Then you pop your steak in the oven and cook it at a very low temperature, allowing it to do its thing nice and slowly. Patience is a virtue people! Remember, good things come to those who wait! And then… VIOLA! The best steak you will ever eat in your life is now yours for the consuming… after you let it rest of course.
*I cooked my Steak to an internal temperature of 130 degrees F. in my oven set to a temperature of 170 degrees F., for 65 minutes and allowed it to rest for 10 minute; it was PERFECT. Oh, if I could only give you videography of me cutting into it, instead of photography. Or scratch n’ sniff insta-computer screen-vision… OMG SOOOOOOOOOOOOOOOOO good. Hop on this crazy delicious steak cooking method band wagon with me… let’s go for a ride in culinary style.
- 1 Rib Eye – at least 1” thick (you can use any steak of your choice. Recommended: Filet , NY Strip, Porterhouse0
- 1 TB Bacon Fat (you can substitute neutral oil instead)
- Sea Salt and Cracked Pepper – (for serving, optional)
- Freeze Steak at least 30 minutes on a baking sheet. Alternatively, use a completely frozen Steak.
- Preheat your oven to the lowest possible setting (170 degrees F is my oven’s lowest setting).
- Pat Steak Dry. Brush top side of Steak with ½ of the Bacon Fat (or oil)
- With a Blowtorch, Sear the outside of the Steak, taking care to sear the fat on the sides of the steak, using a continuous back and forth motion across the steak for even browning.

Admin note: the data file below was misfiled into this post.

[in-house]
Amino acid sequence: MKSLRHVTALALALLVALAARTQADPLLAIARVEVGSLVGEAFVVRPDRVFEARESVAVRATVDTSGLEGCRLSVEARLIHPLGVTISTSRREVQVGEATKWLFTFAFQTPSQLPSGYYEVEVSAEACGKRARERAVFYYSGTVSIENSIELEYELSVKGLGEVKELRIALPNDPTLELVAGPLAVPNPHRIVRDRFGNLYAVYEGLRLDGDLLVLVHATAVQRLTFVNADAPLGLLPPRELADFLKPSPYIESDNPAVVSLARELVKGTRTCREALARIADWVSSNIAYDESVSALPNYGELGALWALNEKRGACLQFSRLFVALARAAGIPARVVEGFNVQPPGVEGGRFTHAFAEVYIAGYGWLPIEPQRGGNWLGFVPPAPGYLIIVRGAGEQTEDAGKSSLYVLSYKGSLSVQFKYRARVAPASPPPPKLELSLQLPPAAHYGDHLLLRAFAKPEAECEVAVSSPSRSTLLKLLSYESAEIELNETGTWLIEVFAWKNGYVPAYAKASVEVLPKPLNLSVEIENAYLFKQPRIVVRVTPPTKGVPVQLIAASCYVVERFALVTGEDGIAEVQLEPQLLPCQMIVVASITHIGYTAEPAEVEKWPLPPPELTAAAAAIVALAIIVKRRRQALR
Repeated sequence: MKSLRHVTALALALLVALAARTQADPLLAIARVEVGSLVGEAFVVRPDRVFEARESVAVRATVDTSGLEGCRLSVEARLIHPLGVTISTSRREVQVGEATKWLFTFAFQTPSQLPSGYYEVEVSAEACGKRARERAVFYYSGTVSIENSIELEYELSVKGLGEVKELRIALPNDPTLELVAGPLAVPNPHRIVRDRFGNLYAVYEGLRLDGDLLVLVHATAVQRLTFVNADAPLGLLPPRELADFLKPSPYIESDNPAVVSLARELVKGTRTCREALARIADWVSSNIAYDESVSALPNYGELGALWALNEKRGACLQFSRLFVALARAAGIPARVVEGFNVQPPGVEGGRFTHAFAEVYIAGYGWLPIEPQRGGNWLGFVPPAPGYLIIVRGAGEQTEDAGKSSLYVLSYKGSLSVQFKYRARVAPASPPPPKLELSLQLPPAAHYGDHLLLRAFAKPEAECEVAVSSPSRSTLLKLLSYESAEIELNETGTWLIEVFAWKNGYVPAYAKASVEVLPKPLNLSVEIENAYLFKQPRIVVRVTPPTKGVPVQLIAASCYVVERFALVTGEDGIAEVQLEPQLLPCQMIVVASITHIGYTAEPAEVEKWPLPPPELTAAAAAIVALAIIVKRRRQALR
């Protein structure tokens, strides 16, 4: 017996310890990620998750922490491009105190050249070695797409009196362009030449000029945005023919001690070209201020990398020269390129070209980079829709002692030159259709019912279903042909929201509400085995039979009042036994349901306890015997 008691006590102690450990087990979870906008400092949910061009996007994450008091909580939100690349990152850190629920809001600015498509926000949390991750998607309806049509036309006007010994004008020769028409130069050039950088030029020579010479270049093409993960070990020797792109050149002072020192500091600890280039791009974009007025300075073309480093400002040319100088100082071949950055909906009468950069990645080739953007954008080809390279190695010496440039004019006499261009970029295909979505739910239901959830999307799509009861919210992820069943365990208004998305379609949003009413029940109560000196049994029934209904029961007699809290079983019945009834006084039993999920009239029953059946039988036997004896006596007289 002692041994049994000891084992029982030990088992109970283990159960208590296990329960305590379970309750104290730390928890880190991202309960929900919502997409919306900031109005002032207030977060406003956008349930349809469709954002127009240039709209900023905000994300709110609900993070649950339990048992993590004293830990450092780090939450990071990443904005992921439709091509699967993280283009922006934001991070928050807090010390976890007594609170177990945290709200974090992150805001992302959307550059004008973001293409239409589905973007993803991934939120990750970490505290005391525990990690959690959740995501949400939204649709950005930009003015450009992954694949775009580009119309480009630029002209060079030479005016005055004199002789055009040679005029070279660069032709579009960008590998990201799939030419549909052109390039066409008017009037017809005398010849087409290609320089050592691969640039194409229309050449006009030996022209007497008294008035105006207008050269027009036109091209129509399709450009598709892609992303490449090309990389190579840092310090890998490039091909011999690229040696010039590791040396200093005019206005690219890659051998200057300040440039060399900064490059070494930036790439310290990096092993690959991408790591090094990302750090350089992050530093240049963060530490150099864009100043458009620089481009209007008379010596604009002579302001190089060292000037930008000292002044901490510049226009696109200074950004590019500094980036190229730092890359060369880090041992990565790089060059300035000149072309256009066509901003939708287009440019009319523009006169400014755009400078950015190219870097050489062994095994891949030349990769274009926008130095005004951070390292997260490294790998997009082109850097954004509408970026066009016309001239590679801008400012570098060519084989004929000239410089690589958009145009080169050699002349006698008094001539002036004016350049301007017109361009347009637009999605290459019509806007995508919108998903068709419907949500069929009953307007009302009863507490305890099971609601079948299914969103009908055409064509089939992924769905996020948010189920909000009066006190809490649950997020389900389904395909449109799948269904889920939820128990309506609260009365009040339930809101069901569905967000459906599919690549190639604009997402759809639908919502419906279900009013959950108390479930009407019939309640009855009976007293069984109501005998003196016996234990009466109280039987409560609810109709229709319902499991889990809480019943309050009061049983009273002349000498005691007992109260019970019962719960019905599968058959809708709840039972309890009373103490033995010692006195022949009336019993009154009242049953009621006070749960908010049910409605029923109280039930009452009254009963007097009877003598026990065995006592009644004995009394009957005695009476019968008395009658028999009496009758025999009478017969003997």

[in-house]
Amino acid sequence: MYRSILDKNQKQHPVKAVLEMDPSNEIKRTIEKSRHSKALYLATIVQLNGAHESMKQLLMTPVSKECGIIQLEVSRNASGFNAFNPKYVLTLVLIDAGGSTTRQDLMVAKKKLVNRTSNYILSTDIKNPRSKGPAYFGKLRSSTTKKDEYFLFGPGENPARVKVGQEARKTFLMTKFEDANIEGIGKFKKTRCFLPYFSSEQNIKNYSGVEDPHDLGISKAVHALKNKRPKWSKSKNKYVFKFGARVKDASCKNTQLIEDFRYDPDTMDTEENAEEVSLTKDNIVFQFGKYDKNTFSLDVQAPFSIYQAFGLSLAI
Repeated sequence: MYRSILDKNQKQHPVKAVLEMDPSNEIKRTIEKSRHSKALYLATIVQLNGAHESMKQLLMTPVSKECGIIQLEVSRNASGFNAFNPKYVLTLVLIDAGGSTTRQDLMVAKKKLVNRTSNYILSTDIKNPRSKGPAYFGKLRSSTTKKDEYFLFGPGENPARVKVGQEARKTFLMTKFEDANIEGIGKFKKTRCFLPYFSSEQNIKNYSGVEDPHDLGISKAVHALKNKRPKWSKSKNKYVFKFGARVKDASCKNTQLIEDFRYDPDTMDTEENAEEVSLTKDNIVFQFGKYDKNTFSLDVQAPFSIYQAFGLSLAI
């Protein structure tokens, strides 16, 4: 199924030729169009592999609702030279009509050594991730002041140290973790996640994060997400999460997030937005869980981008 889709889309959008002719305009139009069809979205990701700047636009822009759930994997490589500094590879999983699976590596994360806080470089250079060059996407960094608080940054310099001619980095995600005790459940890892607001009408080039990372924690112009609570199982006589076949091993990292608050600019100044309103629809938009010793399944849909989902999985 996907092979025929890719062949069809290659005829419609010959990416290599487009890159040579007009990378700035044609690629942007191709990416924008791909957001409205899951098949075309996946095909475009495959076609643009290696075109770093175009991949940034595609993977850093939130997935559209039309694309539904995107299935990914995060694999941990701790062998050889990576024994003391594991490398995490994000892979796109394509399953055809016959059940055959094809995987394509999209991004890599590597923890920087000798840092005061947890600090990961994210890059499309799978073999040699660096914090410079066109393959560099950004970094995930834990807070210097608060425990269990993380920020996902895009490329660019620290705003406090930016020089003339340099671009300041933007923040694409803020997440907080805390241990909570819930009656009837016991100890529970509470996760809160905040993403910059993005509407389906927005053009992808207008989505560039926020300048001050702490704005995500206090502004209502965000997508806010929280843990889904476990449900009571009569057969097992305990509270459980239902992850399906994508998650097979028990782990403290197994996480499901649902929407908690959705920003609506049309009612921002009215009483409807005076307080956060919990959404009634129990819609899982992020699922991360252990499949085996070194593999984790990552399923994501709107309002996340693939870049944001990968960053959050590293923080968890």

- Flip Steak over and brush with remaining Bacon Fat (or oil). Repeat searing process on other side of steak
- **Alternatively you can sear the steak by heating a cast iron skillet over medium high heat. Add Bacon Fat or Neutral Oil to Pan, Sear each side until well browned
- Transfer Seared Steak to a Cast Iron Skillet (or cooking vessel of choice. If you did not use a blow torch, just keep the steak in the pan). Season with Salt and Cracked Pepper. Insert a Digital Thermometer with an oven safe probe into the side-center of the steak. Place in the Pre-heated oven.
Cook about 65 – 90 minutes*, or to desired doneness.
- Season with Salt and Pepper to taste. Allow Steak to rest at least 5-7 minutes.
Cook Time: roughly 50-90 minutes for a 1'' thick steak. The exact cook time will depending on thickness of steak.
*Slightly Adapted from Modernist Cuisine
125 - 130 Degrees - Rare
135 - 140 Degrees - Mid Rare
145 - 150 Degrees - Medium
155 - 160 Degrees - Mid Well
165+ Degrees - Well
*If you are cooking your steak above medium, I recommend this cooking process.
*Not a Rib-Eye fan?? Use whatever cut you prefer... Sirloin, Filet, T-Bone, NY Strip.. Just make sure you are using a THICKER cut. I have not tried a thin cut, like flank or skirt steak... therefore I can't recommend it.
*When you cut into the steak, after resting period, it will look more pink than red. It will start to turn from pink to red as the air comes into contact with the steak.
Equipment Needed: Blow Torch*, Digital oven safe thermometer with probe
*alternatively can use a cast iron skillet, non-stick skillet, or baking sheet
-pair with Mushroom Marsala Cream Sauce
-Brush with plain unsalted butter, compound butter, or sauce of your desire.